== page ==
Men’s basketball team volunteers at local shelter3 min read

The Dons play Santa, help mothers and kids at Next Door’s holiday boutique

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Rajvir Kaur/La Voz Weekly

Change of pace- The Dons take a timeout from basketball to volunteer during the holidays.

Rajvir Kaur

The De Anza College men’s basketball team volunteered at Next Door: Solutions to Domestic Violence’s holiday boutique  in San Jose on Dec. 15, 2012.
“It feels good to give a little bit back, to serve the community that has given so much to you,” said freshman center Gal Shapira.
Next Door “seeks to end domestic violence in the moment and for all time,” according to the organization’s website. It provides a safe place for battered women and their children through a variety of services such as shelter, advocacy, crisis intervention, and prevention activities.
Every year, during the holiday boutique, mothers and children come in and pick out gifts for each other. One room is filled with donated toys and gifts for children, and another filled with donated gifts for mothers.
A pair of pink flamingo earrings and another pair in cerulean stood out among the gifts for mothers, which included clothing, purses. and jewelery.  
Among gifts for children were  Barbie dolls and Hot Wheels, footballs and basketballs, educational material and clothing.
The players helped set and display gift items and later helped the mothers and children. Together, a mother and a basketball player, or a child with a basketball player, picked out gifts as a team.
Brenda Vieira, manager of support services at Next Door, said the boutique was created after the staff members noticed that there wasn’t a place where children could shop for their mothers. But the boutique gave children a chance to give something back to their mothers.
“I think, for children, that is really special because they don’t get to do that if the family doesn’t have the funds,” she said.  
Freshman forward Shaquille Gilbert described his experience at the boutique as “Santa-like.”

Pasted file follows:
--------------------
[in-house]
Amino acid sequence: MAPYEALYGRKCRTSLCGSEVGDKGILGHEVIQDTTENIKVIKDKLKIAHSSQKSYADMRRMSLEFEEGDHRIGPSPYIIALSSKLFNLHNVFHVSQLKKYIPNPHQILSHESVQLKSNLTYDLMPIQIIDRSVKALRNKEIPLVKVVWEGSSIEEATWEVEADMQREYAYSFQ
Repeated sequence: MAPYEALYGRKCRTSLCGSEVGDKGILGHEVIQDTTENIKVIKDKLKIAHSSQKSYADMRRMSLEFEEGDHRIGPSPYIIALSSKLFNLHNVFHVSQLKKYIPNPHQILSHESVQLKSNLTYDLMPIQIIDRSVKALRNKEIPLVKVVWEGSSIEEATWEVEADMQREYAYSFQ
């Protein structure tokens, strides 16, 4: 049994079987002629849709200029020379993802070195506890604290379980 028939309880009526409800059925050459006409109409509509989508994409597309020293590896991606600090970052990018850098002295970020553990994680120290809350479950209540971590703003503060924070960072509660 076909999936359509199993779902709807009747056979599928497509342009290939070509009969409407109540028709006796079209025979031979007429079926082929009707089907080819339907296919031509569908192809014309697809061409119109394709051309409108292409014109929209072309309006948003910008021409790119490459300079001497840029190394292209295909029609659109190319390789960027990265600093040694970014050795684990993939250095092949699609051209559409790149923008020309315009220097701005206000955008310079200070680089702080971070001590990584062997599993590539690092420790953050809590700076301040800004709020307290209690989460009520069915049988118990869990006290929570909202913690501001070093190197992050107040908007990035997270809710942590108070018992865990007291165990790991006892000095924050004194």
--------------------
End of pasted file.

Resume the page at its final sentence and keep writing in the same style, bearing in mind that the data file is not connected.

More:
“I never got to do [anything] like that, and I really did feel like Santa because giving the children the presents and seeing them smile made me smile and [it] felt good,” he said.
“It was fun helping the parents out,” said freshman center Devontae Bryant, recalling how he helped a mother pick out a gift for her daughter.
He said what he took away from the experience was to not to take things for granted.
“I know some people that don’t have things – that changed me,” said Bryant.
Head coach Jason Damjanovic said he hoped his guys were able to take something away from this experience and see that they have things “a little bit better” than they think.
Many of his players get down at times because they come from single-parent households, or other states, and they are paying a lot of money for food, housing and such, he said. But when put into perspective, he said, things could always be worse.  
“We’re blessed, we’re lucky,” said Damjanovic “If you can go do something and put a smile on a kid’s face or a mother’s face and that their son or daughter picked a gift out for them … and [know] you had a little small piece in that, that’s the most beneficial of all.”

Wrapping stations – Donated gift wrapping supplies help mothers and children keep their gifts a surprise. (Rajvir Kaur/La Voz Weekly)

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